Juneteenth Celebration Will Reflect on Past, Look Toward Future

By Jessica Strong

When Juneteenth festivities kick off on June 14, organizers hope both the young and old will see the day as an opportunity to reflect on the traditions and roots of African Americans, as well as look toward the future of the community. Mona Adams-Winston, who helped launch the city’s Juneteenth celebrations, hopes that youth come away from the day “[learning] something about our history and that we have been important in this country.” She also emphasizes the need for youth to “realize that there is more to life than today, there is [also] the future.”

In its 19th year, the event, which starts with a parade, will feature a variety of activities for all ages. Along with numerous food and merchandise vendors, the festival will feature five main tents highlighting themes such as heritage and religion, along with a main stage showcasing musical and theatrical entertainment. There also will be activity tents for children and teenagers.

While the music, food and entertainment are essential for a celebration, Adams-Winston and Weatherby-Flowers also make sure that through spoken word, music and dance, people learn about the meaning behind Juneteenth.

Historical Perspective

Juneteenth marks the momentous event in 1865 when the country’s last slaves in Galveston, Texas, learned that the war had ended, resulting in freedom for all slaves. Although Lincoln issued the Emancipation Proclamation in September 1862 to take effect on Jan. 1, 1863, Union soldiers didn’t immediately enforce the New Executive Order. After the surrender of General Lee and the establishment of a new regiment, the soldiers were finally able to share the life-changing news with the slaves.

Throughout the years, several stories have surfaced to explain the delay to enforce Lincoln’s proclamation, according to the Juneteenth.com World Wide Celebration website. One tells of the messenger being killed on his way to Texas to deliver the news. Another story is that the plantation slave masters intentionally withheld the news. “We can’t lose the vision, the celebration has to be about the history of slaves,” Weatherby-Flowers notes.

Planting the seed

The Madison Juneteenth Celebration was just a vision two decades ago. “Nineteen years ago, it was just a conversation that [we] had over lunch,” said Weatherby-Flowers. Today, both Adams-Winston and Weatherby-Flowers have watched the celebration grow to become a yearly celebration. Weatherby-Flowers feels that “the educational component, the quality of planning, and the diversity of folks” has helped in planting the seed of Juneteenth, and now that the seed has grown, “the bush now needs to be pruned.” Adams-Winston cites community members as playing pivotal roles in the success of the celebration all these years. “The community embraced it. There are many people involved which allows [the celebration] to stay in Penn park.”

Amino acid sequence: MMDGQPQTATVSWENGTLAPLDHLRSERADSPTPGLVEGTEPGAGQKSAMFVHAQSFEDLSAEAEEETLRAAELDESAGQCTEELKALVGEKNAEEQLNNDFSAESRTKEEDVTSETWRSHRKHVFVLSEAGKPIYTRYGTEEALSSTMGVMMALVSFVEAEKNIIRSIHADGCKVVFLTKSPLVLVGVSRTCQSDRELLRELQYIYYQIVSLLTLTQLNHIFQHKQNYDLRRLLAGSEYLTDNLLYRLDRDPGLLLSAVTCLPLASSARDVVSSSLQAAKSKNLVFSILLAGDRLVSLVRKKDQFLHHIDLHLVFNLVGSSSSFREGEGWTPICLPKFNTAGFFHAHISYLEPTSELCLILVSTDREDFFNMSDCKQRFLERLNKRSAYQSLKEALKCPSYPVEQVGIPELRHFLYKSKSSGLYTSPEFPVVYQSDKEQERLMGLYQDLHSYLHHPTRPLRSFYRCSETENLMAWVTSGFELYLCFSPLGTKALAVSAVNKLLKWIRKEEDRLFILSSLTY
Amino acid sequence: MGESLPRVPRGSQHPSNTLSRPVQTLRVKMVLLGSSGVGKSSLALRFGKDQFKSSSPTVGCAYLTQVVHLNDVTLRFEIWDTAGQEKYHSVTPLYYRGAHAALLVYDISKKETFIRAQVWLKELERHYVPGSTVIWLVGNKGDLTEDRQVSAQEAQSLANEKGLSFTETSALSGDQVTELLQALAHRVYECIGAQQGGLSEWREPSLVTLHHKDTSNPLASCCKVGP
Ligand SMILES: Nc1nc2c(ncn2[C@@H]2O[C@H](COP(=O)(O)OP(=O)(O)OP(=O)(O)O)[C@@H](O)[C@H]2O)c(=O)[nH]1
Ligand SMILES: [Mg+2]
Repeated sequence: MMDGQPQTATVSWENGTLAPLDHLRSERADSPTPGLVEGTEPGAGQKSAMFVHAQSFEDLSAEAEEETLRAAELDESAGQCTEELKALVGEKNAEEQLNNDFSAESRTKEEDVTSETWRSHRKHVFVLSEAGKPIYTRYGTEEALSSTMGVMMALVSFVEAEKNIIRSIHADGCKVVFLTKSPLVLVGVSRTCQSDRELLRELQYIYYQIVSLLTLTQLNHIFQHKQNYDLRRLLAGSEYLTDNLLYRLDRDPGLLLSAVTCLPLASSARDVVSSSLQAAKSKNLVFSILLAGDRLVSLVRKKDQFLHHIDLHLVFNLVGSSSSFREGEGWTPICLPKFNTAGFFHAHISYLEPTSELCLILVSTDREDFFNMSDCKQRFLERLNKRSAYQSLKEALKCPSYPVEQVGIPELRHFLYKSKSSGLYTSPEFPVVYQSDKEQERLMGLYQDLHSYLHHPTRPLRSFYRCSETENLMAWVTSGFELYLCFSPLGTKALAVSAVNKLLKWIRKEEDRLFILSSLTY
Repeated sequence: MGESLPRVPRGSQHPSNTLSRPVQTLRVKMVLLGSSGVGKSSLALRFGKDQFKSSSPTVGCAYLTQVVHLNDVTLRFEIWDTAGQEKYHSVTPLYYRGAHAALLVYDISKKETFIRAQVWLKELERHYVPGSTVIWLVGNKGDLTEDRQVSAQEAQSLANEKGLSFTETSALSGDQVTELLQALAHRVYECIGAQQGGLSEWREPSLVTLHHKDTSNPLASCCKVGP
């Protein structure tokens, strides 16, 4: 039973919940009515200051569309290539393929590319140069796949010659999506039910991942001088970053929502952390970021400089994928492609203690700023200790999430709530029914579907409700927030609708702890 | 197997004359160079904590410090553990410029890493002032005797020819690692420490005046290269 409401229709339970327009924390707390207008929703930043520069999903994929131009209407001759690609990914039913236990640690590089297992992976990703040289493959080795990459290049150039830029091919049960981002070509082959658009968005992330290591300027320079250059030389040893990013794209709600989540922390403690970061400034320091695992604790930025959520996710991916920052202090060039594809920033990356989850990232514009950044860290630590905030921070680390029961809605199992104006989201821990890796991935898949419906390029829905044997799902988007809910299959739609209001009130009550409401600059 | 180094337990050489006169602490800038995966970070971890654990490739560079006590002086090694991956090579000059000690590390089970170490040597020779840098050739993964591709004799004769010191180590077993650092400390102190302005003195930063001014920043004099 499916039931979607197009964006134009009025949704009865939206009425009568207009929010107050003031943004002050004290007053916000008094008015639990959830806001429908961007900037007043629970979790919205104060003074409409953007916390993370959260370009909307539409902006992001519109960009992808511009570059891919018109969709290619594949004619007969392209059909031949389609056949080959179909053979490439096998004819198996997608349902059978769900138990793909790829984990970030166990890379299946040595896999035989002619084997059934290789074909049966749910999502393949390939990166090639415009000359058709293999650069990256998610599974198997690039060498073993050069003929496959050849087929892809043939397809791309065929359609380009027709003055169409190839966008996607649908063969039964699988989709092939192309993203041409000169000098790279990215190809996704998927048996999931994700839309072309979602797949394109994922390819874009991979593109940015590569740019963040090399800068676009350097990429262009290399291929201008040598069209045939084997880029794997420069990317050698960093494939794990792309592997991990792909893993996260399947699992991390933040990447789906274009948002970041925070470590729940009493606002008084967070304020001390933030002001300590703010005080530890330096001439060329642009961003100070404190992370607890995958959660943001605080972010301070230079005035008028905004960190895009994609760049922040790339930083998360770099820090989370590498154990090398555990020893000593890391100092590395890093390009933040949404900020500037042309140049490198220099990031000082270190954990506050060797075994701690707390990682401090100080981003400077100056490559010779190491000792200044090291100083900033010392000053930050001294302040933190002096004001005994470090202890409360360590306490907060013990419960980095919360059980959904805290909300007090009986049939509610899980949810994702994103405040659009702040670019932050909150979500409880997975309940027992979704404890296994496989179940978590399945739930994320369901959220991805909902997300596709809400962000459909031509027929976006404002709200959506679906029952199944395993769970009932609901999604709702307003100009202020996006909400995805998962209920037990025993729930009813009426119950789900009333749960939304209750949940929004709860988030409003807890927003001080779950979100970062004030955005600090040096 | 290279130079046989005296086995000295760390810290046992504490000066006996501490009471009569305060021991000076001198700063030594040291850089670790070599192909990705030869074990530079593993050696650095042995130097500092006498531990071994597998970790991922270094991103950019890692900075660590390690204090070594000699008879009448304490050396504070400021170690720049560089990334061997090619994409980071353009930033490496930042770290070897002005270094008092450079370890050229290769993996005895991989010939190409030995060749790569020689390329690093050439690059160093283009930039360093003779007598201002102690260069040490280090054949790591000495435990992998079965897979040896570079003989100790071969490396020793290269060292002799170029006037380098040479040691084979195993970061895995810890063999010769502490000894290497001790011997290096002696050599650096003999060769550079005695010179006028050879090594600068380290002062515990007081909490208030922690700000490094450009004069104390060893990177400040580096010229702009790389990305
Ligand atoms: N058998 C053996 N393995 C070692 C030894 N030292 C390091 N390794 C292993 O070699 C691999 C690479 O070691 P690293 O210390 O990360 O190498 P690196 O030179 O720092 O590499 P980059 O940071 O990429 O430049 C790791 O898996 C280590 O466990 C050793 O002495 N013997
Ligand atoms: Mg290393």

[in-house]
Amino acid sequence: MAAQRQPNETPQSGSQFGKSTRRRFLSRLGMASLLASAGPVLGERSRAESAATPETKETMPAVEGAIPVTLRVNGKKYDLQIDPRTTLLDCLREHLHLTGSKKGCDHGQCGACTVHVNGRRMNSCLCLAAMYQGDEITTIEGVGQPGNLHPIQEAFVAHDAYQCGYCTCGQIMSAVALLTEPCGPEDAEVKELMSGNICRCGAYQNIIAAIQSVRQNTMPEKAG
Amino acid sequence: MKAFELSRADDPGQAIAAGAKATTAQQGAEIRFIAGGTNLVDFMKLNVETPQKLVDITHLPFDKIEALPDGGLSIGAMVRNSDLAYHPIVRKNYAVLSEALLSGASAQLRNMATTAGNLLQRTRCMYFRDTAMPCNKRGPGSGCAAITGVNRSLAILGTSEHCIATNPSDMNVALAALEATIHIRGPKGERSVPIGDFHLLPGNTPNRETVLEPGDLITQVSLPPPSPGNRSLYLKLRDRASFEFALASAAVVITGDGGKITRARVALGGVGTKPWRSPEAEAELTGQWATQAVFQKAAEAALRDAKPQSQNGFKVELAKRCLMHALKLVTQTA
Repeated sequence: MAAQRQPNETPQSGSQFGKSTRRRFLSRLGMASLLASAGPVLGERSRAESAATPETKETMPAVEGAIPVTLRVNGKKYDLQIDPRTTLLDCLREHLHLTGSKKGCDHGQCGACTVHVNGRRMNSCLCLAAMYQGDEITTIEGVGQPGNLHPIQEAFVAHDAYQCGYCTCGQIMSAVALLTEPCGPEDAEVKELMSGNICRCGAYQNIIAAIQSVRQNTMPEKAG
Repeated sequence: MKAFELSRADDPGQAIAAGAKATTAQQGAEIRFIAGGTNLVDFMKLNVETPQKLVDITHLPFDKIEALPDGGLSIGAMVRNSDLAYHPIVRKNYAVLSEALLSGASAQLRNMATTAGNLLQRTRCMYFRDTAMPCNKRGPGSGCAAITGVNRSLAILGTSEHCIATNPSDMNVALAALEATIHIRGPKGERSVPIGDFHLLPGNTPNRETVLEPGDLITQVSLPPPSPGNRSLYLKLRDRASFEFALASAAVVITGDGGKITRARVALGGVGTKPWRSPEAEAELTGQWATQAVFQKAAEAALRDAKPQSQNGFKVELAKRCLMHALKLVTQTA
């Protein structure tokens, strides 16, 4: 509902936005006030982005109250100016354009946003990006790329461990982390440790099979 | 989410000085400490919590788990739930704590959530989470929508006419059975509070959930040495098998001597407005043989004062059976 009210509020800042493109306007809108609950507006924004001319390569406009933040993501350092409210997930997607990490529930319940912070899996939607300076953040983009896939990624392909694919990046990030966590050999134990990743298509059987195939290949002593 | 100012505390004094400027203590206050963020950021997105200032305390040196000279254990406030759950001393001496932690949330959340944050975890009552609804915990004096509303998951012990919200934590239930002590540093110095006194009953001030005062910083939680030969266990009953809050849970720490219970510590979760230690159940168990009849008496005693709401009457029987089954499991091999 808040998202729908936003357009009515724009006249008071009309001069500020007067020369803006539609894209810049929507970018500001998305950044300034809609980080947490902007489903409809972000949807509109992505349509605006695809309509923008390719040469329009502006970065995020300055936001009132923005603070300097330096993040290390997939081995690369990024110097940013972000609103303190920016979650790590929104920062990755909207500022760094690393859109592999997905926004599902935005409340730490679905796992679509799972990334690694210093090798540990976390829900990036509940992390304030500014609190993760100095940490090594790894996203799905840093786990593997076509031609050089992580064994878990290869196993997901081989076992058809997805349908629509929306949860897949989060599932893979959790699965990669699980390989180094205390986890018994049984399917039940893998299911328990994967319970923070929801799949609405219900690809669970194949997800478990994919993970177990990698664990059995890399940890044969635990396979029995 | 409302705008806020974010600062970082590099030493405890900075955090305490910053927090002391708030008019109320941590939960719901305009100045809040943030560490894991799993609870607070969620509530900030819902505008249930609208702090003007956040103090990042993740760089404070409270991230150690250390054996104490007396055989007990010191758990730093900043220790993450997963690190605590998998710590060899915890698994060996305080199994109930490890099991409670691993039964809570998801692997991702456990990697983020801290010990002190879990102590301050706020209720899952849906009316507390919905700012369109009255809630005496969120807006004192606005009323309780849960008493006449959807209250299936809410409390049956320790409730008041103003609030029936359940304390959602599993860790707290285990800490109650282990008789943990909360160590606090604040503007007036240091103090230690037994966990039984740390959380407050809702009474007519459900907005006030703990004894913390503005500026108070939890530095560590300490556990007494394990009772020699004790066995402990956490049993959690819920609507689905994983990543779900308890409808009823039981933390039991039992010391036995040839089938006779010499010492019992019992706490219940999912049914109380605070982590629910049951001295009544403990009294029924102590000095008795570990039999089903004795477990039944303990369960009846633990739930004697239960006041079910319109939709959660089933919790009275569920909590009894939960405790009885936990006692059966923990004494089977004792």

Keeping the celebration in Penn Park is extremely important to both women. Village leader Milele Chikasa Anana, who serves as an advisor to the founders, and designs the Juneteenth program booklet, has also watched the Juneteenth celebration grow. She notes that the increase in the number of people who come out to celebrate are, in turn, creating a better understanding of Juneteenth for themselves.

Celebration Day

This year, the MG &E Solar Trailer is having its “coming out at the celebration,” Adams-Winston reveals. In doing so, she says that people will be introduced to a new way of using energy. Also, according to Chikasa Anana, “this year more than ever, people have volunteered their time and energy in order to give [participants] a variety of experiences.” She says of this year’s activities, “we are involving young people a lot more through [music]. There is also an emphasis on health this year, and the church tent has great appeal.”

Though the event is held “rain or shine,” all three women are hoping that the weather cooperates for the entire celebration. They are also building their hopes on the experiences of those who attend the celebration. Adams-Winston sees this occasion as more important than the 4th of July, citing that this celebration represents not only freedom from slavery, but also freedom from issues that have constantly plagued “our community, such as health disparity and affordable housing.”

A Juneteenth celebration will take place from 10 a.m. to 6 p.m. at Penn Park, 2101 Fisher St., Madison.

People also are invited to celebrate the Madison Juneteenth’s Golden Anniversary from 5 p.m. to midnight on Thursday, June 19, at “R” Place on Park, 1821 S. Park St. from 5 p.m. to midnight. This event is a fundraiser for Kujichagulia—Madison Center for Self Determination. Refreshments will be served. There is $5 cover charge, or you can become a Juneteenth Partner with a $19 donation to Kujichagulia. Please contact Mona Adams-Winston 239-7707, Annie Weatherby-Flowers 358-2872 or Rhonda Johnson 206-5485 with questions.

Jessica Strong is assistant editor for Madison Commons and a student in the School of Journalism & Mass Communication at University of Minnesota, Twin Cities.


Thank you for the history

Thank you for the history behind Juneteenth Day. I have heard about it in the past and never new what it was all about. This is an ocassion that should be celebrated and I hope that Madison continues to support this celebration and that it remains in Penn Park.

Hats off to Mona and Annie

Hats off to Mona and Annie for acting on a vision and bringing Juneteenth Day to fruition here in Madison. This is an important event and I am glad that Juneteenth is held in the heart of south side - that being Penn Park! Thank You!